Wednesday, March 25, 2009

Fun with Graphs: Ripken, Tejada, Jeter, Trammell

This is basically another idea stolen from Beyond the Box Score. We do that well here, but at least we cite accordingly. Anyway, after the jump is a comparison of Cal Ripken Jr., Miguel Tejada, Derek Jeter, and Alan Trammell by graphically illustrating their seperate seasons' WARP from greatest to least.

Quick response: Man, Cal was so much better than any of them and Jeter is the second coming of Trammell . . . WARP-wise.


Ripken's peak was higher than Jeter or Trammell and his second tier seasons were about a half game higher. Miguel looks like a distant fourth. One thing to remember though about these graphs is that even though they are linked with a line . . . the data points are not directly related to the points on either side. It just looks prettier.

So discussion . . . hmmm, probably Jeter vs. Trammell is a good one to have. That might not be Oriole enough. I think one thing that we often miss was just how good Cal was. We tend to over look his first few years in the league, which were dominating. We also tend to view a lot of his numbers with a post '93 perspective. In reality, he was far better than many realize. I find it strange when on different boards how some will put forth the silly claim that Ripken is in the Hall because of the Streak. Really, his Streak happened because he was a dominant player who insisted on doing things his way.


Tuesday, March 24, 2009

A Quick Excercise In Lineup Optimization...

A quick look at lineup optimization and how it could be used on the projected 2009 Oriole lineup.

I'm stealing this idea from Beyond the Boxscore but I don't think they are in any hurry to do this exercise with the Orioles so I'll do it here.

It's all about optimizing lineups, getting the most bang for your buck out of the players that you have. I think batting order is very overrated when it comes to run production (I think Sky at BtB has said the same thing) but it is interesting to see how unorthodox a lineup can look and, theoretically, score more runs per game.

Like BtB, I'll be using the standards found in The Book: Playing The Percentages in Baseball as well as David Pinto's lineup tool found at Baseball Musings.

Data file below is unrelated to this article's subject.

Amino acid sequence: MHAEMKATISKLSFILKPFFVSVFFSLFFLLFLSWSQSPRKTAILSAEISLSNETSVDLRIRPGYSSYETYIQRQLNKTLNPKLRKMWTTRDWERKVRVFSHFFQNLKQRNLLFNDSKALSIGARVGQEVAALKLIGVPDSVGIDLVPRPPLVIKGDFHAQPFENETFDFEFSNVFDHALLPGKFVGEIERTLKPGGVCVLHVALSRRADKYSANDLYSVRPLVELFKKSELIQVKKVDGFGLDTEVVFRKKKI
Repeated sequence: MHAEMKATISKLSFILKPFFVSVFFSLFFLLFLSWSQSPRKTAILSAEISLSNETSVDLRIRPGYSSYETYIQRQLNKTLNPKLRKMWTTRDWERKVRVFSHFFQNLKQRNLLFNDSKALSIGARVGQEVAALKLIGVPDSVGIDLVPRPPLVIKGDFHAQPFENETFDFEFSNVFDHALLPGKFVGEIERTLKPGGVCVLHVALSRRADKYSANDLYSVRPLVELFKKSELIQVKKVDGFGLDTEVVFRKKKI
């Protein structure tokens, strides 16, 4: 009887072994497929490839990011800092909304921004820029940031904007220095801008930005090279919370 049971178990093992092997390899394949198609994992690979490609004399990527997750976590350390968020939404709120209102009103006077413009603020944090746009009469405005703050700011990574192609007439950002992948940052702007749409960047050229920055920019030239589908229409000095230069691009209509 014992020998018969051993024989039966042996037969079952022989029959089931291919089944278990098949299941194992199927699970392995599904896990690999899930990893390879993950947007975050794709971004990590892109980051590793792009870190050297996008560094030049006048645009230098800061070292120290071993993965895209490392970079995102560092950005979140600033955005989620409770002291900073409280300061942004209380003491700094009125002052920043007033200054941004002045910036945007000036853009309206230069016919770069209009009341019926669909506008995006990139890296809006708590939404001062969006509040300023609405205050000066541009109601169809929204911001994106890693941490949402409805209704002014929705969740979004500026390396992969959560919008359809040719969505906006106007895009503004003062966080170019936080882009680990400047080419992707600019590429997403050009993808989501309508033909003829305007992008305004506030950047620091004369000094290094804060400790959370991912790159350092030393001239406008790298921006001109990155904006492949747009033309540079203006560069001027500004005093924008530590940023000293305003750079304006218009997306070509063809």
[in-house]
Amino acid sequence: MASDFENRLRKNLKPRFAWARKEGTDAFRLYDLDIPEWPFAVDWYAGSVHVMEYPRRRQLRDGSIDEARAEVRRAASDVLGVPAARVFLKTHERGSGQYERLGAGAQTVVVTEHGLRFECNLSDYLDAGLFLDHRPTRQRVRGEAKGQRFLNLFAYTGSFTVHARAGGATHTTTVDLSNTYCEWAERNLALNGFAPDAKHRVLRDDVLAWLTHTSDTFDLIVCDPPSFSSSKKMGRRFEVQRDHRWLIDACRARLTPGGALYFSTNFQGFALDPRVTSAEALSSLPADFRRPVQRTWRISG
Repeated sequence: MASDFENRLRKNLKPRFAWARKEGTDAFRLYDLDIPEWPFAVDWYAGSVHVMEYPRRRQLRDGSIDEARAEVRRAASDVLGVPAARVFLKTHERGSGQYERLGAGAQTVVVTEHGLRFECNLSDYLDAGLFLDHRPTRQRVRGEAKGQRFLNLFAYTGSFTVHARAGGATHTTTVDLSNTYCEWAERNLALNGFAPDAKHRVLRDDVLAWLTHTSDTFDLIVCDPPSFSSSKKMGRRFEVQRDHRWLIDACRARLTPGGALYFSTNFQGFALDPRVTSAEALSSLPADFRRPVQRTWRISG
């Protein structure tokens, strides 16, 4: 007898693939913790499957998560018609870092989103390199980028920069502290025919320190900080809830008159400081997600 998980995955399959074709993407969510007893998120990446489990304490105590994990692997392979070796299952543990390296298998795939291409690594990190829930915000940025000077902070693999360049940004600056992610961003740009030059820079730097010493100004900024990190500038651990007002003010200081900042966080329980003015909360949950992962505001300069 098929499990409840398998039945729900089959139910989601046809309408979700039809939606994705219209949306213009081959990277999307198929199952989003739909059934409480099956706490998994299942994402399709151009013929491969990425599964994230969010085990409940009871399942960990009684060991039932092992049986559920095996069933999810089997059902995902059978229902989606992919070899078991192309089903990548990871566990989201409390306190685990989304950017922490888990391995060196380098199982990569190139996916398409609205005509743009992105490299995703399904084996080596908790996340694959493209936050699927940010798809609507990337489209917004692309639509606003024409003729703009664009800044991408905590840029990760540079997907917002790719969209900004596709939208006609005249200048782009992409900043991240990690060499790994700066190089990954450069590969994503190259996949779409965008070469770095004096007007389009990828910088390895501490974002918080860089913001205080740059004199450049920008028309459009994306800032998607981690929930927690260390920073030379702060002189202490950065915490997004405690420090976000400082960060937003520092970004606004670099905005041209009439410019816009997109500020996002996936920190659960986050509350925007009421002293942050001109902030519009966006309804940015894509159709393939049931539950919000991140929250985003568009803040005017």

Here are the main players for the Oriole lineup and their CHONE projections for OBA and SLG for 2009:

B. Roberts .359 .423
M. Mora .328 .414
N. Markakis .376 .474
A. Huff .354 .466
L. Scott .352 .462
A. Jones .337 .444
G. Zaun .313 .355
F. Pie .320 .407
C. Izturis .287 .326

Using the rules, the first step is to identify the top three hitters on the team. For the Orioles, that projects to be Brian Roberts, Nick Markakis and Aubrey Huff. These guys will take up the top three spots in the lineup.

For leadoff, OBP is king. You also want the batter with the least power among those three elite hitters on the team. Speed is icing on the cake. Hello, Brian Roberts.

In the two hole, it's the best hitter between Huff and Markakis. This hitter comes to bat in more big situations than any other hitter in the lineup. #2 belongs to Nick.

Cleanup should be one of the best hitters on the team and the guy with power. This would be Huff. You could quibble that Markakis may have more raw power next season and you could swap the two without much argument from me. But Huff is #4 for now.

The next two best hitters on the team are Adam Jones and Luke Scott. More value is gained in the 5 slot with a batter who hits singles, doubles and triples rather than living and dying with the home run. Scott doesn't live and die with the homer but Jones is probably a more well-rounded hitter is this regard. Scott goes to #3 and Jones is #5.

Melvin Mora, Gregg Zaun, Felix Pie and Cesar Izturis are left. From here, the order goes from best hitter to worst with a caveat that if you have someone who can steal bases, they add some value in the 6 hole. Only Izturis is a fair stolen base threat at this point in his career but the bat is so bad that I don't think he will leverage that skill too often. Mora is the best of what's left, followed by Pie, Zaun and Izturis.

Your "optimized" 2009 Orioles lineup:

1 Roberts
2 Markakis
3 Scott
4 Huff
5 Jones
6 Mora
7 Pie
8 Zaun
9 Izturis

Plugging this information into the Lineup Optimization Tool, this lineup is estimated to score 4.885 runs per game. If you swap Huff and Markakis, the total is 4.879 so I was barely correct with Markakis in the 2 hole.

Pinto's best lineup? It scores 4.898 runs per game.

1 Roberts
2 Markakis
3 Jones
4 Huff
5 Scott
6 Pie
7 Zaun
8 Mora
9 Izturis

Mora and Pie, as well as Scott and Huff are interchangeable with the same production.

One wrinkle: what if we add Matt Wieters? Wieters' CHONE: .349 OBA and .439 SLG.

Wieters would fit in at the 5 slot and bump everybody down:

1. Roberts
2. Markakis
3. Scott
4. Huff
5. Wieters
6. Jones
7. Mora
8. Pie
9. Izturis

Just the addition of Wieters...brings the runs per game up to 5.031

Pinto adds this lineup for a runs per game of 5.041 moves Wieters to number three.

How about the run production for a "traditional" lineup?

1. Roberts
2. Mora
3. Markakis
4. Huff
5. Scott
6. Zaun
7. Jones
8. Pie
9. Izturis

This configuration gives you a runs per game of 4.857.

Swap Wieters in for Zaun in the 6 spot? That gets you 4.999 runs per game.

Difference in runs per game using The Book rules vs. the traditional approach: .028

The Book vs Pinto? Pinto wins by .013